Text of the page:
However if you’re running physical hardware that you don’t tear down regularly, then drift is likely to become more pronounced. Interestingly enough there’s a psychological factor at play here. Systems become like pets instead of cattle. We become attached to them. “Oh that’s just db1 acting up again. You know it’s like the oldest one in the fleet”. People start forgetting that the system will fail (Everything fails. Embrace failure!). The start storing one-off scripts on there. Maybe it’s core kit and while it’s managed with Puppet, it’s not frequently touched.

Here’s another interesting point. As time progresses and modules, cookbooks, recipes, bundles, promises whatever are more infrequently touched, the confidence in them goes down. I’ve frequently found myself saying “Shit…I wrote that code like…I don’t even fucking remember when. I have no idea what would happen if I ran it now.”. This uncertainty eventually leads to me MANUALLY COMPARING the current state of resources that would be modified with the versions that would be generated. I’ve even copied comment blocks wholesale from one-off changes I’ve made into ERB templates just to ensure that a service restart didn’t happen.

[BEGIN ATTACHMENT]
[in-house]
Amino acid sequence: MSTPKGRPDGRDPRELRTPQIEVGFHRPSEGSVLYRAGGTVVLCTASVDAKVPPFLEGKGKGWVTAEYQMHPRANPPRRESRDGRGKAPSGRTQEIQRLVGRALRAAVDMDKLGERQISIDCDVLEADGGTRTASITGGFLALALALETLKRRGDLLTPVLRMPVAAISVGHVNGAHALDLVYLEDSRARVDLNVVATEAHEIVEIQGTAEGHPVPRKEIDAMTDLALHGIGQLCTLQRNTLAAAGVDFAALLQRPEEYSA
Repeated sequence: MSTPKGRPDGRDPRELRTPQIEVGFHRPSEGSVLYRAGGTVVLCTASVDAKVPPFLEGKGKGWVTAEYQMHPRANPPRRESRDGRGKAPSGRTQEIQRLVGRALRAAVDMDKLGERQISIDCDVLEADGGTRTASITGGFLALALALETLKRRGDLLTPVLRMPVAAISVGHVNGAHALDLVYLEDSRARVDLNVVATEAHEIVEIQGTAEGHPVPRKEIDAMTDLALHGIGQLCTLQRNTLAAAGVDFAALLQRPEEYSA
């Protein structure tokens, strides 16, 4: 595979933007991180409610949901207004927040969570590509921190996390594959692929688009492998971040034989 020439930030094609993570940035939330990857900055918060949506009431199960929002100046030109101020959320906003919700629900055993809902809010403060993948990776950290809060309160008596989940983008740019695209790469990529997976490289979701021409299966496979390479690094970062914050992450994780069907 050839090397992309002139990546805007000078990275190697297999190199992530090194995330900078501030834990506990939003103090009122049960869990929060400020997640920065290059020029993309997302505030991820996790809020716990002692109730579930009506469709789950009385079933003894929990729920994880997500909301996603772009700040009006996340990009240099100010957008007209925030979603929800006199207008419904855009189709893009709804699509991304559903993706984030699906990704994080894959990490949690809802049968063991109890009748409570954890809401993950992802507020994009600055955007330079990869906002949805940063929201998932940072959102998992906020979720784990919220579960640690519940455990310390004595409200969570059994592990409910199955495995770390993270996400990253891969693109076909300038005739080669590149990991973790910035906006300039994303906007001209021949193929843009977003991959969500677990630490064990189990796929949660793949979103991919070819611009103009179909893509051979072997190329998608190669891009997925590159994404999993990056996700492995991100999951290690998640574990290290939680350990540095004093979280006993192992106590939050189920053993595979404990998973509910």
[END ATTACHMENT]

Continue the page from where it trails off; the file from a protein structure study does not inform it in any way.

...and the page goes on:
How fucked is that? Pretty fucked, Alex.

This partially leads into a quote from John Allspaw on the dangers of OVER automation:

{% blockquote %} Some people, when confronted with a problem, think “I’ll use more automation!” Now they have Three Mile Island problems. {% endblockquote %}

and is even discussed in Patrick McDonnell’s talk at ChefConf.